Nikon Z 24-50mm f/4-6.3 vs Nikon Z 24-70mm f/4 S
Arguably the closest competitor to the Nikon Z 24-50mm f/4-6.3 is the Nikon Z 24-70mm f/4 S, the “original” kit lens that has been sold for years alongside cameras like the Nikon Z6, Z7, Z6 II, and Z7 II. The 24-70mm f/4 S is clearly the higher-end of the two lenses, both in specifications and in price (at $600 for the kit with a camera compared to $300). Nevertheless, plenty of first-time Nikon Z shooters may be on the fence between these two lenses and wondering if it’s worth paying more for the f/4 version.
To answer that question, let’s take a look at the sharpness numbers of both lenses throughout the zoom range. We’ll start at 24mm, with the Nikon Z 24-50mm f/4-6.3 shown first and the Nikon Z 24-70mm f/4 S shown second:
The Nikon Z 24-70mm f/4 S is the sharper of the two lenses at the widest apertures of f/4 and f/5.6, while performance gets more similar at f/8 and beyond. The highest overall sharpness numbers are set by the 24-70mm f/4 at f/5.6.
Now let’s look at 35mm:
The performance at 35mm is also in favor of the 24-70mm f/4 S. This is true throughout the frame but particularly in the corners, where the 24-50mm never comes close to the 24-70mm’s maximum numbers. Only at f/11 and f/16 do the performances start to equalize due to the effects of diffraction.
Finally, here’s the 50mm performance:
Once again, the performance differences clearly favor the 24-70mm f/4 S, especially if you are looking at the shared aperture range. This is true in the center, midframe, and corners, at least until f/11 and f/16 (where, again, diffraction causes the performances to even out).
Overall, the 24-70mm f/4 is certainly the sharper of the two lenses. However, if you’re the type of photographer who largely sticks to f/11 and f/16 (as with some landscape photographers), you may end up seeing only minor differences between them. The more you use the aperture range from f/4 to f/8, the more you’ll see the benefits of the 24-70mm f/4 S.
Nikon Z 24-50mm f/4-6.3 vs Nikon Z 24-200mm f/4-6.3
Another zoom lens that is often sold as a kit with Nikon Z cameras is the 24-200mm f/4-6.3. While it’s a more expensive lens at $800 when bought as part of a camera kit, it’s also a superzoom – not a type of lens historically known for high performance. How does it compare to the 24-50mm f/4-6.3?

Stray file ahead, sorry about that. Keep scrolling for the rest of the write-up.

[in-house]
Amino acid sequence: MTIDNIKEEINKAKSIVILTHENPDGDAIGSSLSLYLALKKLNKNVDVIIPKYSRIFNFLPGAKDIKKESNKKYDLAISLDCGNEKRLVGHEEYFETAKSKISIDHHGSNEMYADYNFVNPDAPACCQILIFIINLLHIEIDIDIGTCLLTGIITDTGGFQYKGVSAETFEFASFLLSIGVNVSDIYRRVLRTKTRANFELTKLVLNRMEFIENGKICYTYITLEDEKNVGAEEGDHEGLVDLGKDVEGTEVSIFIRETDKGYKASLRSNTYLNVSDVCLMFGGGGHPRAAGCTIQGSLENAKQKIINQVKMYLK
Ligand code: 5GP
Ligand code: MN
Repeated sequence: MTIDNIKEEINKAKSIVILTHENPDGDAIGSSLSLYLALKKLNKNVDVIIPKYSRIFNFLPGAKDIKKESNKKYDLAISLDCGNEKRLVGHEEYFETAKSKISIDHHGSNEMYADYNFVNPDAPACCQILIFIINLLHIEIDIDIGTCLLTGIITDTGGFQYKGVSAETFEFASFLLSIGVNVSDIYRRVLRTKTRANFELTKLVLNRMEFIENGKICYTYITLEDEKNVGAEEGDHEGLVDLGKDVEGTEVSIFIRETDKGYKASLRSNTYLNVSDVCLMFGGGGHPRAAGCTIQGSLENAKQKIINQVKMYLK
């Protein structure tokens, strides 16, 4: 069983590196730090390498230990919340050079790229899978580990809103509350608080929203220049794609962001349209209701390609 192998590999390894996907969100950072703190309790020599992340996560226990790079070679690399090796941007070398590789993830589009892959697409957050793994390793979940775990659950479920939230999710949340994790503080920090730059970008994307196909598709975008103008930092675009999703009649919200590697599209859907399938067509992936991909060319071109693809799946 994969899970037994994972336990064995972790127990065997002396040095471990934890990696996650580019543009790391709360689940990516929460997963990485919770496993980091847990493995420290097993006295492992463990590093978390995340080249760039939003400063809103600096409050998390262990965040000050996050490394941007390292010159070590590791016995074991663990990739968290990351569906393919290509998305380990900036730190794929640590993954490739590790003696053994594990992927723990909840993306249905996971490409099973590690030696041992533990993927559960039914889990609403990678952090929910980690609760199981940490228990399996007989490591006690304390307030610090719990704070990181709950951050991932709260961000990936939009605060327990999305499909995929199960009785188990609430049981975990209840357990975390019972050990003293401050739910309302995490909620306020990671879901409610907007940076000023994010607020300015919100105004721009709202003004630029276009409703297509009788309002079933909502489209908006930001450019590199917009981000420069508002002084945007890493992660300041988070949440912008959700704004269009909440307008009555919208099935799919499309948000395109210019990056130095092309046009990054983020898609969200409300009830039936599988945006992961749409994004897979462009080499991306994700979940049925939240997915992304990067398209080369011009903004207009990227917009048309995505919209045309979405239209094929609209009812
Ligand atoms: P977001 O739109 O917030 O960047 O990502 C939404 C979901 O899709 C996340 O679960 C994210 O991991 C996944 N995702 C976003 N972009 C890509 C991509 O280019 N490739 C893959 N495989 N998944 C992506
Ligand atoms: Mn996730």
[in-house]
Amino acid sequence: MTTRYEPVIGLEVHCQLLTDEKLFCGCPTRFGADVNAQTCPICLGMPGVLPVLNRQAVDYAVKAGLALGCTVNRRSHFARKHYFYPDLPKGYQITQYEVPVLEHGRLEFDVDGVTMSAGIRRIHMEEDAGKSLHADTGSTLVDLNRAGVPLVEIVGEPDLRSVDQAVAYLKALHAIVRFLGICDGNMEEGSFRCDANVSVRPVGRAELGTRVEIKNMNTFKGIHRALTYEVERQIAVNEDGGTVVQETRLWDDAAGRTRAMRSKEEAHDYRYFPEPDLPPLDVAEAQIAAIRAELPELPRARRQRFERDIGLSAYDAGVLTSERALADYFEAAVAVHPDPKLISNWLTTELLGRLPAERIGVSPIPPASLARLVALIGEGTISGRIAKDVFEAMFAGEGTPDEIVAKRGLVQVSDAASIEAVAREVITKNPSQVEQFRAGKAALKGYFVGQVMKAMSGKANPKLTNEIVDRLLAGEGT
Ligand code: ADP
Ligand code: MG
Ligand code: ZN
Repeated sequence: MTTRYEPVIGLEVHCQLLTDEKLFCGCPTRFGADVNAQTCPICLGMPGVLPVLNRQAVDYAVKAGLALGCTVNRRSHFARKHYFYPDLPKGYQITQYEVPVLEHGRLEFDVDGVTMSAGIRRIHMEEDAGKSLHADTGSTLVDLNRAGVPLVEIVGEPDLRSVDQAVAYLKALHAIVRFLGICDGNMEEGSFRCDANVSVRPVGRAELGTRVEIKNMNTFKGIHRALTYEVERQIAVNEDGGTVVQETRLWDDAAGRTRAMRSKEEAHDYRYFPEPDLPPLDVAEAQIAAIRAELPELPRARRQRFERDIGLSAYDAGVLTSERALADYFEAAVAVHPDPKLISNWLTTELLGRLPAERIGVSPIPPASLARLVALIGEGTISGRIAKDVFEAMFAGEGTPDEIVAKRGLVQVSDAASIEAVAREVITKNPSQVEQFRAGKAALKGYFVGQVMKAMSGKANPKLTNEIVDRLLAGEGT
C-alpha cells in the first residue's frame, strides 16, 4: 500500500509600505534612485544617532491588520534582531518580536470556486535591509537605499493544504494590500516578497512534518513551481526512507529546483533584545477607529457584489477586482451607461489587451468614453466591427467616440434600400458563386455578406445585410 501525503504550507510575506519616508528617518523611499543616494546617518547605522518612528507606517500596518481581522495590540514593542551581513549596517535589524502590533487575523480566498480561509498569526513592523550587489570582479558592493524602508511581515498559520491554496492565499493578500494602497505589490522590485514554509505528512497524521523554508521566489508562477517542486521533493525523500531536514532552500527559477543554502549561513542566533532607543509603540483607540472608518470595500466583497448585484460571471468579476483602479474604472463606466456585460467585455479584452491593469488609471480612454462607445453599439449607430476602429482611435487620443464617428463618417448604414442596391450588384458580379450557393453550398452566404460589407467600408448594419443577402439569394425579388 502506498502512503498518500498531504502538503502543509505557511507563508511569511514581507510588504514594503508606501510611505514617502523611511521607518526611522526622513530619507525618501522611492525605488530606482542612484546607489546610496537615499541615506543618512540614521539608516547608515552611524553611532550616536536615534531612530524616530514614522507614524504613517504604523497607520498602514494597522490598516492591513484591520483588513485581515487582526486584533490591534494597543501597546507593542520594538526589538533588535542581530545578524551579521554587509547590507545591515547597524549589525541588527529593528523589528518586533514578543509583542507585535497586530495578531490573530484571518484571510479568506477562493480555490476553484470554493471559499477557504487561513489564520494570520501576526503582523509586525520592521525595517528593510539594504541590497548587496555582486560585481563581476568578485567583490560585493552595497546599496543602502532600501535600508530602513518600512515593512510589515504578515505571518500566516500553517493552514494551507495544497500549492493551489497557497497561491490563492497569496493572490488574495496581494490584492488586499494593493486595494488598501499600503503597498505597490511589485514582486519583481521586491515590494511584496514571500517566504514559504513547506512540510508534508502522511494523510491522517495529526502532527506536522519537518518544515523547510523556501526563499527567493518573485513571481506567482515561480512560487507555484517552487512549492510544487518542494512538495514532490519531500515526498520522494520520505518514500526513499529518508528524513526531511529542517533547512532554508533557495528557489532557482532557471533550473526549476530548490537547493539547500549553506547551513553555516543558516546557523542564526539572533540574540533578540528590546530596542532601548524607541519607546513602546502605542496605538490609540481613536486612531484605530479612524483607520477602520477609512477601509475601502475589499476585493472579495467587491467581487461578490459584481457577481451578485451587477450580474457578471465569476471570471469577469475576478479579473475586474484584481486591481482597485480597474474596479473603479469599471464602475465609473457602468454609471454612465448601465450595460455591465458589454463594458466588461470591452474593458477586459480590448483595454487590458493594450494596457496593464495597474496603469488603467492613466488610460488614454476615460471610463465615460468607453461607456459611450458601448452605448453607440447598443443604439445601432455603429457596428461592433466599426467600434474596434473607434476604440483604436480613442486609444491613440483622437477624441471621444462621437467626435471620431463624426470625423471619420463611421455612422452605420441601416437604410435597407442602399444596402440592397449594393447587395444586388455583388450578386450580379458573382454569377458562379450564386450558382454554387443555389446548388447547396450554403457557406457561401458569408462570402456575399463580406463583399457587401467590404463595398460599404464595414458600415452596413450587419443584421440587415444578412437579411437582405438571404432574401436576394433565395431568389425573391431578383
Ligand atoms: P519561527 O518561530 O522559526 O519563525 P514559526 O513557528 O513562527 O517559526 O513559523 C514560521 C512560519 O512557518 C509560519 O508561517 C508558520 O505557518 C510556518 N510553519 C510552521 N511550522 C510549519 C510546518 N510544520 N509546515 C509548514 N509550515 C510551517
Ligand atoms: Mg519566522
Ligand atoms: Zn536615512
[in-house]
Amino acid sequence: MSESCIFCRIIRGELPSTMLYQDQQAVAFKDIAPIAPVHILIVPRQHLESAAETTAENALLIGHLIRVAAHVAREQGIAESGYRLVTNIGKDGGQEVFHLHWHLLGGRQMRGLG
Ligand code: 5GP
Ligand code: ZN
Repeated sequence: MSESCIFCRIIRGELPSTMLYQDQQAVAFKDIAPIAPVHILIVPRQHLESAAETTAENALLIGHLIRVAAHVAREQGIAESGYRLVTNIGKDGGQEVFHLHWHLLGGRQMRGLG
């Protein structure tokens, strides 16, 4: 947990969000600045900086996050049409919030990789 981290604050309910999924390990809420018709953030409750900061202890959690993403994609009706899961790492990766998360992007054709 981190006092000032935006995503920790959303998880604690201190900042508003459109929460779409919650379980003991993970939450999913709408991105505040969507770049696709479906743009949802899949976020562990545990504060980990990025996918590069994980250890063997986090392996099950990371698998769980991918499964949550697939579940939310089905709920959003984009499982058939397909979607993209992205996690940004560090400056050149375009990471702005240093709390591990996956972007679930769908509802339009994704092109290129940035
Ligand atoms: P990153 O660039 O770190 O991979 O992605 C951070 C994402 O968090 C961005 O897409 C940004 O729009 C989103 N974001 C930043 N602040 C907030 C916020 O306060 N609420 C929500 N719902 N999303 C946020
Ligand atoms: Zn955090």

Let’s start with a comparison of the performance at 24mm. As before, the 24-50mm is shown first:
This is an interesting result. The Nikon Z 24-50mm f/4-6.3 is sharper in the corners, particularly at f/4 but actually at every aperture value. On the other hand, the 24-200mm f/4-6.3 is sharper (by a similar amount) in the midframe and center. However, these differences are mainly relevant at f/4 and f/5.6, after which point the two lenses have basically the same overall performance.
As someone who prioritizes an even sharpness across the frame, I have a slight preference for the 24-50mm f/4-6.3 at this focal length. However, just as many photographers may prefer the opposite. It’s up to what you need for your photography.
Now let’s look at 35mm:
This is the sharpest focal length on the 24-200mm f/4-6.3, and it shows. It’s sharper in the corners at every aperture, and the maximum central/midframe numbers are far above anything the 24-50mm reaches. The performance differences at f/5.6 are especially striking. However, as expected, stopping down to f/11 or f/16 equalizes most of these differences.
Lastly, let’s take a look at 50mm:
At 50mm, we again see a clear difference in favor of the Nikon Z 24-200mm f/4-6.3, whether you’re looking in the center, midframe, or corners. Its numbers at f/8 are especially impressive compared to the 24-50mm, but the benefits are clear at all apertures other than f/16.
Overall, the Nikon Z 24-200mm f/4-6.3 is a noticeably sharper lens than the 24-50mm, with especially clear differences at 35mm and 50mm. This is very good performance for a superzoom. However, the Nikon Z 24-50mm f/4-6.3 is still within shouting distance of the 24-200mm and is far from unusable. Neither lens is quite as sharp as the 24-70mm f/4 S.
Next, I’ll sum everything up and give my final opinion on whether or not you should get the Nikon Z 24-50mm f/4-6.3. So, click below to go to the next page of this review, “Verdict”:
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